Threat Landscape and Good Practice Guide for Internet Infrastructure Final

Analyzing the summary trends for threat type for each threat group it is possible to note that all the trends are increasing except the DNS threats, this means that experts observed a greater number of attacks this year compared to the previous year.

“DNS Threat is decreasing. Yet, the number of cyber attacks targeting DNS remains important in relation to the total number of attacks. This decreasing trend shall only denote a diminution of DNS as an attack vector by threat agents.”

The Threat Landscape and Good Practice Guide for Internet Infrastructure report provides Five technical recommendations and four organisational recommendations as reported below

Technical recommendations

  • Recommendation 1: For Internet Infrastructure owners and electronic communications network regulatory agencies, evaluate your current level of security by understanding the
    assets covered (and not covered) by existing security measures.
    Recommendation 2: For Internet infrastructure owners, evaluate the application of adapted good practices in a focused manner.Recommendation 3: For Internet infrastructure owners, cooperate with the community to
  • Recommendation 3: For Internet infrastructure owners, cooperate with the community to
  • exchange on threats and promote the application of good practices as mitigation measures.
    Recommendation 4: For users deploying good practices guides, report on their implementations, assets covered and gaps found.
  • Recommendation 5: Words matter: Ensure the right use of terms and definitions.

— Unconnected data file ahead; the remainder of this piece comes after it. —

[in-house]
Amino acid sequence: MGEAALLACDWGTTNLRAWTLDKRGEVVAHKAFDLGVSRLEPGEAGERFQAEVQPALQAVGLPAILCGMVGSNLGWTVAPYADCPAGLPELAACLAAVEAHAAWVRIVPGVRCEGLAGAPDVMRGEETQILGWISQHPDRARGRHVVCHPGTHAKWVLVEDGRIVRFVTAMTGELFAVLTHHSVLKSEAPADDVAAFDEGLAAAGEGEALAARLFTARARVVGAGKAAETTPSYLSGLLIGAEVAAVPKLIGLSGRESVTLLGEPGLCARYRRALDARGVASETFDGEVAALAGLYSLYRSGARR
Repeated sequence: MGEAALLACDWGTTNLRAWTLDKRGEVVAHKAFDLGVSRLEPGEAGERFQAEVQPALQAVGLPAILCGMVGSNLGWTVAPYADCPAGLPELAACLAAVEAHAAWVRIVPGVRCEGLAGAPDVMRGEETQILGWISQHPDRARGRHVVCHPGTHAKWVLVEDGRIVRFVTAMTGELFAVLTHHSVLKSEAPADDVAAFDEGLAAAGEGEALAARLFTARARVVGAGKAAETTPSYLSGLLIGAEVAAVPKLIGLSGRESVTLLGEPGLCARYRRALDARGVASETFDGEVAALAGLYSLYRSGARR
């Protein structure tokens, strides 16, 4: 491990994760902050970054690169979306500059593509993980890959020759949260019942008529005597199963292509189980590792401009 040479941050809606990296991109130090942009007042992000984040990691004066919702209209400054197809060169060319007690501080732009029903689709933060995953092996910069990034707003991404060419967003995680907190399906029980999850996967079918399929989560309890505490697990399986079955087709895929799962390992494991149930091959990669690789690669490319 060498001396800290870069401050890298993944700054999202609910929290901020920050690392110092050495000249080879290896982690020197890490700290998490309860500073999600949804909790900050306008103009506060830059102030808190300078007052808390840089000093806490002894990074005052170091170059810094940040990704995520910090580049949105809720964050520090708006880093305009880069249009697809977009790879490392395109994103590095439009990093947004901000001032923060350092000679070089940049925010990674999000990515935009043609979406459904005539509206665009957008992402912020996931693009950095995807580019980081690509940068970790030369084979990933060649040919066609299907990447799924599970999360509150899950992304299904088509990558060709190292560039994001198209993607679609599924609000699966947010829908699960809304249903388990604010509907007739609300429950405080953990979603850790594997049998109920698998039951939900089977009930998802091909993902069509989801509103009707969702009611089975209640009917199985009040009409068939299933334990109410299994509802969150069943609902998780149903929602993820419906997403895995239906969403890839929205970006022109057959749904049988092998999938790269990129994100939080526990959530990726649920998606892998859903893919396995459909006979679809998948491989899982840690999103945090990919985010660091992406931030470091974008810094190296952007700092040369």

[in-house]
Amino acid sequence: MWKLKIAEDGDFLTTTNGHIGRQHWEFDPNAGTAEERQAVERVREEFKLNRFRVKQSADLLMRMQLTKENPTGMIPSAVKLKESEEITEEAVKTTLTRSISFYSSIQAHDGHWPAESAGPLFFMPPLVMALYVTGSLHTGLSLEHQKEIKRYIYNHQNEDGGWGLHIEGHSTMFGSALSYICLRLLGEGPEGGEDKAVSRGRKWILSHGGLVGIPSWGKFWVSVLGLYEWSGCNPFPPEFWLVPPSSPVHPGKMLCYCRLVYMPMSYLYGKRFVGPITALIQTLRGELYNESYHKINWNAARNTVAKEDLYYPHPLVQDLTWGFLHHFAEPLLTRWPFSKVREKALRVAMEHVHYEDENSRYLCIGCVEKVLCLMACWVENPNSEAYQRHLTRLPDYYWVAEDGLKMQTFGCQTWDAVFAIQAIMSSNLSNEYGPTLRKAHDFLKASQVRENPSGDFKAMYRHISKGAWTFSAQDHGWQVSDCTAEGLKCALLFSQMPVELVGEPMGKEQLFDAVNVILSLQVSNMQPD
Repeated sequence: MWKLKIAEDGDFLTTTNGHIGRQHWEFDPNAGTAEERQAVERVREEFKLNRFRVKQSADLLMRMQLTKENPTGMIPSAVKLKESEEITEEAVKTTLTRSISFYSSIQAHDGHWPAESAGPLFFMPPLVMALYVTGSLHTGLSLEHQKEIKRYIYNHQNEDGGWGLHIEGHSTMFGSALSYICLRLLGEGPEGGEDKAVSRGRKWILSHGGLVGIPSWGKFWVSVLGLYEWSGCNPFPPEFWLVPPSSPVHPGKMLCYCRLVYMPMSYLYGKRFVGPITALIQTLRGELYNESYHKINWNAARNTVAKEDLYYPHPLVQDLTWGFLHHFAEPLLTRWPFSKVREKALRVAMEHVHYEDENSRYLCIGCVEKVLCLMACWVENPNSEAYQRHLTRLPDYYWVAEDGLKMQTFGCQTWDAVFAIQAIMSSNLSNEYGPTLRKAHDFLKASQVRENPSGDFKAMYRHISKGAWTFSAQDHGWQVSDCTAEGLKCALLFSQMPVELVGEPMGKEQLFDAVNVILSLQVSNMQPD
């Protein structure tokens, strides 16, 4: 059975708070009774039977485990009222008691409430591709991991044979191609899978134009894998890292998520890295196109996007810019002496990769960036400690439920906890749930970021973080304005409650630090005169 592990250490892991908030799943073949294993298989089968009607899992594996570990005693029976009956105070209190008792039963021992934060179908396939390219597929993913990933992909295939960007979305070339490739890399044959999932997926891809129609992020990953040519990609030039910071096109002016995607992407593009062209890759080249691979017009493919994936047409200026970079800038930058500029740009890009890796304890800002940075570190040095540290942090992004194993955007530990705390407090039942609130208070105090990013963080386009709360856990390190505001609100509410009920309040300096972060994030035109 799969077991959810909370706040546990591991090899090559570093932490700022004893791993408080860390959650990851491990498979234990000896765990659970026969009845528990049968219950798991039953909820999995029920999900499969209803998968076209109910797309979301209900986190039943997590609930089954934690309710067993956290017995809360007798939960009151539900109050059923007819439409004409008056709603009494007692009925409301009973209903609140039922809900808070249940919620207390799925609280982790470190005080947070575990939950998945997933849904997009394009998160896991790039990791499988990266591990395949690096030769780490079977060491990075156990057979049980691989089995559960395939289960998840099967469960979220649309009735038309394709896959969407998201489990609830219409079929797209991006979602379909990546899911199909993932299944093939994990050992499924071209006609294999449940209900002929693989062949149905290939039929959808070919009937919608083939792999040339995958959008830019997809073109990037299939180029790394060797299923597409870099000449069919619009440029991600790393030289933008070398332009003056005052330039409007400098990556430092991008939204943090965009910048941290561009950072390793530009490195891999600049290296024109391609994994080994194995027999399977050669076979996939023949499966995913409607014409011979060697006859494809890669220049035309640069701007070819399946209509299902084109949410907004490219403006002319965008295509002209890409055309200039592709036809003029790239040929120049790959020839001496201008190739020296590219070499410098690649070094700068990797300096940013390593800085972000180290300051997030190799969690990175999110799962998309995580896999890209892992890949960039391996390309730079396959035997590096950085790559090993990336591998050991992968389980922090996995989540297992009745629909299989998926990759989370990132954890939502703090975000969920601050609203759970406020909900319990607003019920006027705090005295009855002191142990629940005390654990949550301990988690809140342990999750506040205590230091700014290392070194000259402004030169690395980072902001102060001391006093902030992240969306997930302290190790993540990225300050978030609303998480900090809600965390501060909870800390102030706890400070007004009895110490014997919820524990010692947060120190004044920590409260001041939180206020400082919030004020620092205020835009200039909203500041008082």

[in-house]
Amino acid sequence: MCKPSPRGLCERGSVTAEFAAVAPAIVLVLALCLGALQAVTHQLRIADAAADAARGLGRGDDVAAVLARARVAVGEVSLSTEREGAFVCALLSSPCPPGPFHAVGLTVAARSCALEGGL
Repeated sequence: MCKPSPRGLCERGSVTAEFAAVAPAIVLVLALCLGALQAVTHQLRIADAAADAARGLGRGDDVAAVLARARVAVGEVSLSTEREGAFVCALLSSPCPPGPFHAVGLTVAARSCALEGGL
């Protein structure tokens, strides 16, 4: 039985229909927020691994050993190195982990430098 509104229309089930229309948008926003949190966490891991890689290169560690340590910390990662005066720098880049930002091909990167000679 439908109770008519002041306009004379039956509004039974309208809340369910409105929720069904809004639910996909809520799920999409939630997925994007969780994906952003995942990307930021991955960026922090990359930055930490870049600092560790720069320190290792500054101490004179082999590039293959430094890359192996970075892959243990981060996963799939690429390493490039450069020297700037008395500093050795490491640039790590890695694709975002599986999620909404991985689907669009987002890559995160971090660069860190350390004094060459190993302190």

Organisational recommendations:

  • Recommendation 6: For Internet infrastructure owners, use proper risk assessment methods to understand vulnerable assets in your Internet infrastructure and prioritise your protection actions.
  • Recommendation 7: Build an information and communication technology security awareness and training program.
  • Recommendation 8: Internet infrastructure owners shall commit third-party vendors to apply security measures.
  • Recommendation 9: Internet infrastructure owners should stay current on any updates.

Threats analysed in the current study indicate they are globally on the rise. It is important to apply good practices and promote the exchange of information, in order to mitigate threats and secure Internet infrastructure. ENISA’s Guide gives an up to date overview of emerging threats and lays the foundations for the community towards a more secure Internet infrastructure through proper risk assessment, training and evaluation”. said Udo Helmbrecht , ENISA’s Executive Director, explaining the importance of the project: 

The Threat Landscape and Good Practice Guide for Internet Infrastructure published  by the ENISA also includes a gap analysis that highlights existing shortcomings of current good practices.

“From the analysis, the gaps are linked to the application of skill sets in all important specific threats analysed, as well as to system configuration and essential addressing protocols for (Distributed) Denial of Service.”

Enjoy The Reading …

Pierluigi Paganini

(Security Affairs –  ENISA, Threat Landscape)